Scams have skyrocketed in the first half of 2023, with new data revealing that 156,279 scams have been reported this year, an increase of more than 48% compared to the same period last year (105,144 reports).
While the number of scam reports has increased since 2022, findings from the Australian Competition and Consumer Commissions (ACCC) Scamwatch show that financial losses are down slightly ($293 million in H1 2022 versus $286 million in H1 2023).
The monthly average lost to scams, which was $48.89 million in the first half of 2022, remains steady despite the number of scams dramatically increasing, with the monthly average lost so far in 2023 on par at $47.73 million. June had the lowest number of scams reported and financial losses recorded this year to date, with around 23,000 reports and $38.4 million lost.
Investment scams were the most financially damaging during the first half of the year, causing 60% of all losses at more than $171 million, despite there being only 4,666 reports of which nearly half resulted in financial loss. This was followed by dating and romance scams, false billing scams, and phishing, which have cost Australians over $18.4 million, $17.4 million, and $17.3 million in 2023 respectively.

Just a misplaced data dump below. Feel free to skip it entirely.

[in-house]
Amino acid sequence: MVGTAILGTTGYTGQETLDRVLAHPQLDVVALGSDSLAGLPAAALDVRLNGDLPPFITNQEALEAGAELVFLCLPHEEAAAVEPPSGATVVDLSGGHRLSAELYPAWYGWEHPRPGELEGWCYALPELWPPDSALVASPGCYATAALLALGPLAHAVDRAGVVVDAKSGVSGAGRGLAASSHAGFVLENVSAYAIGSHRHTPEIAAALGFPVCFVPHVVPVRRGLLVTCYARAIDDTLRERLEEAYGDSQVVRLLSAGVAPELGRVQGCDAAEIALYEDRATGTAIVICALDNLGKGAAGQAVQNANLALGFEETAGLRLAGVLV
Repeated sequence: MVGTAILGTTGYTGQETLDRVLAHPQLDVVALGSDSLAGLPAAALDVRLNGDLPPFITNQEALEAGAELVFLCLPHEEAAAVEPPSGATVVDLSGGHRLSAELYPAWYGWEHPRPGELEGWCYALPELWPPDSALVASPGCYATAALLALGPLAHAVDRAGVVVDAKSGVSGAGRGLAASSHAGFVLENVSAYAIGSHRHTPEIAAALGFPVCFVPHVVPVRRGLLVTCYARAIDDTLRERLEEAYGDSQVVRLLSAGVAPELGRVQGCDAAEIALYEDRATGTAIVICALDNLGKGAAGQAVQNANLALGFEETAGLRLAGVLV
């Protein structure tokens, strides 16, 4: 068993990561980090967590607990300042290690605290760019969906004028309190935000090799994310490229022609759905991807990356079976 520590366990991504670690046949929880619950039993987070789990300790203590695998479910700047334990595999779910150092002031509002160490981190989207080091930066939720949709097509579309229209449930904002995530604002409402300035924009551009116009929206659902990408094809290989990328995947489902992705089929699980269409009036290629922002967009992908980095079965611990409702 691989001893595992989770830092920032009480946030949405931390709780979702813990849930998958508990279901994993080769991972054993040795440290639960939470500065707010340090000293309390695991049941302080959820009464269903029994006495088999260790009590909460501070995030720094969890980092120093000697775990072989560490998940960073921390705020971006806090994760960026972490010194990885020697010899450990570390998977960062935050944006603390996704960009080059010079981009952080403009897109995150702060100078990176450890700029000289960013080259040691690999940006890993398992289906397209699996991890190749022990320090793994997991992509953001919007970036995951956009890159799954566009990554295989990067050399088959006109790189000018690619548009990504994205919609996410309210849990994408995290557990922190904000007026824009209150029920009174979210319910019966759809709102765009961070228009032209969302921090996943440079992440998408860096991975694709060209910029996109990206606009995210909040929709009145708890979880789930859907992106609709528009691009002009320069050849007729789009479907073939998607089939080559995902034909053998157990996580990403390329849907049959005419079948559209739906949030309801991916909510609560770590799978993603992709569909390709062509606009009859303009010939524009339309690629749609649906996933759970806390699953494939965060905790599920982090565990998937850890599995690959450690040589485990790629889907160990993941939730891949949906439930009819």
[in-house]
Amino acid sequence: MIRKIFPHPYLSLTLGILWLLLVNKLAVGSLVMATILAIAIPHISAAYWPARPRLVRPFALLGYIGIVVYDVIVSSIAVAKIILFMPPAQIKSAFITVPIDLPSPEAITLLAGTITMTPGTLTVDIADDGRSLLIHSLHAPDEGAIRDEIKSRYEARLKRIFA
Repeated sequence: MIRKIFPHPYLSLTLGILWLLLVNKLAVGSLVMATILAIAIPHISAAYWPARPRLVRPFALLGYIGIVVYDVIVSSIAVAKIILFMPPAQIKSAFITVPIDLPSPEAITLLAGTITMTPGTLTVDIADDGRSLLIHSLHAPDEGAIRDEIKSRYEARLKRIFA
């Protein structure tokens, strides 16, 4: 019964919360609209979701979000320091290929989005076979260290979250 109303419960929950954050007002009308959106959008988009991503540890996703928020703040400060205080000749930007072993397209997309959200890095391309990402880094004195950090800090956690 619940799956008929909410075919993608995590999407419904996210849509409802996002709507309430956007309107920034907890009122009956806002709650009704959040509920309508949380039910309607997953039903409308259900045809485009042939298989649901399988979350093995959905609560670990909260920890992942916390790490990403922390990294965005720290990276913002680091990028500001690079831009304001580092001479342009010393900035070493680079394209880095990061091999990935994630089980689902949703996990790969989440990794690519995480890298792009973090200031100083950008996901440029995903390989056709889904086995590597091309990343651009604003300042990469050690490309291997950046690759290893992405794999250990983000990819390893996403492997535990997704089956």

New South Wales continues to be the hotspot state for scam activity, accounting for the highest financial loss and number of reported scams so far this year. The state lost over $88 million to cyber criminals in 2023 and over 47,000 scam reports. This was followed by Victoria and Queensland, which had over 39,000 and 31,000 scams reported and lost $62.5 million and $54.6 million respectively.
Text messages are the most frequently reported scam delivery method so far this year with 60,606 reports, mirroring 2022. Financial losses are higher among other common delivery methods however, with email and phone, the second and third most frequently reported methods, resulting in losses of over $65.2 million and $51 million respectively, compared to only $14.5 million via text.